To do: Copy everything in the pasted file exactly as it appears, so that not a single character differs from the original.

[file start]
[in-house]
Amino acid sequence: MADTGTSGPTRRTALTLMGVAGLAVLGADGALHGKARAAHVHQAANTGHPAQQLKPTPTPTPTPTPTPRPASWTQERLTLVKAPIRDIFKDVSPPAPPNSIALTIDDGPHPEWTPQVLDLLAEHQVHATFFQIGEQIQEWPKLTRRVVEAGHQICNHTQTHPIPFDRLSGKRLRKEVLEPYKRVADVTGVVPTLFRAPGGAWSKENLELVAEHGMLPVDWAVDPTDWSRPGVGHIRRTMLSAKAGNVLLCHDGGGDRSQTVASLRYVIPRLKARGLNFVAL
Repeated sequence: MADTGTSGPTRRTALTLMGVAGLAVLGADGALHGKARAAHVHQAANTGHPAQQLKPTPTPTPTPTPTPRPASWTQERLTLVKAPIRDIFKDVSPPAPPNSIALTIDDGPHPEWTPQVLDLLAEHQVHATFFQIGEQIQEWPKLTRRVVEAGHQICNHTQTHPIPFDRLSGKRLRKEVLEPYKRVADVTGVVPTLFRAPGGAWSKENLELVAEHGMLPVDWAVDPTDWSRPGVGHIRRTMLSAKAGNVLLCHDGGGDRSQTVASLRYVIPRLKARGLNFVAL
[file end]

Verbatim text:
[in-house]
Amino acid sequence: MADTGTSGPTRRTALTLMGVAGLAVLGADGALHGKARAAHVHQAANTGHPAQQLKPTPTPTPTPTPTPRPASWTQERLTLVKAPIRDIFKDVSPPAPPNSIALTIDDGPHPEWTPQVLDLLAEHQVHATFFQIGEQIQEWPKLTRRVVEAGHQICNHTQTHPIPFDRLSGKRLRKEVLEPYKRVADVTGVVPTLFRAPGGAWSKENLELVAEHGMLPVDWAVDPTDWSRPGVGHIRRTMLSAKAGNVLLCHDGGGDRSQTVASLRYVIPRLKARGLNFVAL
Repeated sequence: MADTGTSGPTRRTALTLMGVAGLAVLGADGALHGKARAAHVHQAANTGHPAQQLKPTPTPTPTPTPTPRPASWTQERLTLVKAPIRDIFKDVSPPAPPNSIALTIDDGPHPEWTPQVLDLLAEHQVHATFFQIGEQIQEWPKLTRRVVEAGHQICNHTQTHPIPFDRLSGKRLRKEVLEPYKRVADVTGVVPTLFRAPGGAWSKENLELVAEHGMLPVDWAVDPTDWSRPGVGHIRRTMLSAKAGNVLLCHDGGGDRSQTVASLRYVIPRLKARGLNFVAL